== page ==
(a) Any court having jurisdiction of a civil action arising under this title may, subject to the provisions of section 1498 of title 28, grant temporary and final injunctions on such terms as it may deem reasonable to prevent or restrain infringement of a copyright.
(b) Any such injunction may be served anywhere in the United States on the person enjoined; it shall be operative throughout the United States and shall be enforceable, by proceedings in contempt or otherwise, by any United States court having jurisdiction of that person. The clerk of the court granting the injunction shall, when requested by any other court in which enforcement of the injunction is sought, transmit promptly to the other court a certified copy of all the papers in the case on file in such clerk's office.
(Pub. L. 94–553, title I, §101, Oct. 19, 1976, 90 Stat. 2584.)
Section 502(a) [subsec. (a) of this section] reasserts the discretionary power of courts to grant injunctions and restraining orders, whether "preliminary," "temporary," "interlocutory," "permanent," or "final," to prevent or stop infringements of copyright. This power is made subject to the provisions of section 1498 of title 28 dealing with infringement actions against the United States. The latter reference in section 502(a) makes it clear that the bill would not permit the granting of an injunction against an infringement for which the Federal Government is liable under section 1498.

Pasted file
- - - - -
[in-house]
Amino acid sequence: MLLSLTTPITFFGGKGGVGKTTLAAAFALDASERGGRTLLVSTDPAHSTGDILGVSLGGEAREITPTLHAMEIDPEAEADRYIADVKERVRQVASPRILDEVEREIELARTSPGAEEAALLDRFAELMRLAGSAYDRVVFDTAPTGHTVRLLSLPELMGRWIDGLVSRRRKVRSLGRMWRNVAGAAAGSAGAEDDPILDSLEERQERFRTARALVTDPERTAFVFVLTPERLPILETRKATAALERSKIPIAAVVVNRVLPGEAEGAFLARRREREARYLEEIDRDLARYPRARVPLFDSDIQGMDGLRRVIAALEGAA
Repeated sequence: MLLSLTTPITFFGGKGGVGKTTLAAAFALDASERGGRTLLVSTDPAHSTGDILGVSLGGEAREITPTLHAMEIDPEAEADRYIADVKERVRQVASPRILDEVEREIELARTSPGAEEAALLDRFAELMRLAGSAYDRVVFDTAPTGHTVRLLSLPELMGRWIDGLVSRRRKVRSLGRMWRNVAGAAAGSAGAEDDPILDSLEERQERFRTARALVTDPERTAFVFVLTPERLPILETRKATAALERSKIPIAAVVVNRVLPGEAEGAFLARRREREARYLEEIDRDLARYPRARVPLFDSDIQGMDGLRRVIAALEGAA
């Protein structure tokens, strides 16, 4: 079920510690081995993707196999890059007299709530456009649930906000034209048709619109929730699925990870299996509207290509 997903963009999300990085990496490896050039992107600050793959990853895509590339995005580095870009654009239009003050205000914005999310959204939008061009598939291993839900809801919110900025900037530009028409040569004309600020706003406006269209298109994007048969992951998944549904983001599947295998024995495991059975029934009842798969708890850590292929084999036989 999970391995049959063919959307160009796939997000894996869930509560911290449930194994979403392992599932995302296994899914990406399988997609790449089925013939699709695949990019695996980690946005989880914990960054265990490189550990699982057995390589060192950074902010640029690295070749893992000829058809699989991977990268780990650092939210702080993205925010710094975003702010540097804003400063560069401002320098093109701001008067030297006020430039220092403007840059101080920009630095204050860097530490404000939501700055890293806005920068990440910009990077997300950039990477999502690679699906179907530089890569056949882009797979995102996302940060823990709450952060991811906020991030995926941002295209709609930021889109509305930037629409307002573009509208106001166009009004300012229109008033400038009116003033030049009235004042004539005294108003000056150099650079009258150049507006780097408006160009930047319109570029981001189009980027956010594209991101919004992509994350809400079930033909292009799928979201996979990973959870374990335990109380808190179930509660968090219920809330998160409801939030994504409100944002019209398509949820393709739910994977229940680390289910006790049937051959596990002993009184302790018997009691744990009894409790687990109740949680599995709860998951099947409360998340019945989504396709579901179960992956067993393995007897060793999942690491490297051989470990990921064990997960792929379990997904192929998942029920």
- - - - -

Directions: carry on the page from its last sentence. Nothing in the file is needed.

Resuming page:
Under subsection (b), which is the counterpart of provisions in sections 112 and 113 of the present statute [sections 112 and 113 of former title 17], a copyright owner who has obtained an injunction in one State will be able to enforce it against a defendant located anywhere else in the United States.